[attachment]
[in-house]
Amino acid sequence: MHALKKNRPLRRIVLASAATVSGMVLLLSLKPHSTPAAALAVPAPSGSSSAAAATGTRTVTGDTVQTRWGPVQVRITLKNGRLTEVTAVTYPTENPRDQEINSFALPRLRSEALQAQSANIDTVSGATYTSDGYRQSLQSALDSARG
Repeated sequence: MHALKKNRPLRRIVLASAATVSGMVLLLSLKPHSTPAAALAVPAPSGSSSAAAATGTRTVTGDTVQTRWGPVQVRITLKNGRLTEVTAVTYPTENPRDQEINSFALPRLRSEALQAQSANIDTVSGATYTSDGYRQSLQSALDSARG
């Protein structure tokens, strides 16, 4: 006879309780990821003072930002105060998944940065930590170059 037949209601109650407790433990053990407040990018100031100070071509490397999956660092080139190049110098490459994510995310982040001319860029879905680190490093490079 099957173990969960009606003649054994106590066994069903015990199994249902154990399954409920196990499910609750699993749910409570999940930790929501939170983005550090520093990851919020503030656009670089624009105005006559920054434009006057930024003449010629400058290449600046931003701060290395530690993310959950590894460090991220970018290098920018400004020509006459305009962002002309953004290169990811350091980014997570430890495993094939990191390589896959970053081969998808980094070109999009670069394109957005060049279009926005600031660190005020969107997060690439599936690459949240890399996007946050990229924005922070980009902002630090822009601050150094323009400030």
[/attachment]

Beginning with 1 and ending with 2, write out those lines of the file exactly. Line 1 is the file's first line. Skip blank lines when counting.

[in-house]
Amino acid sequence: MHALKKNRPLRRIVLASAATVSGMVLLLSLKPHSTPAAALAVPAPSGSSSAAAATGTRTVTGDTVQTRWGPVQVRITLKNGRLTEVTAVTYPTENPRDQEINSFALPRLRSEALQAQSANIDTVSGATYTSDGYRQSLQSALDSARG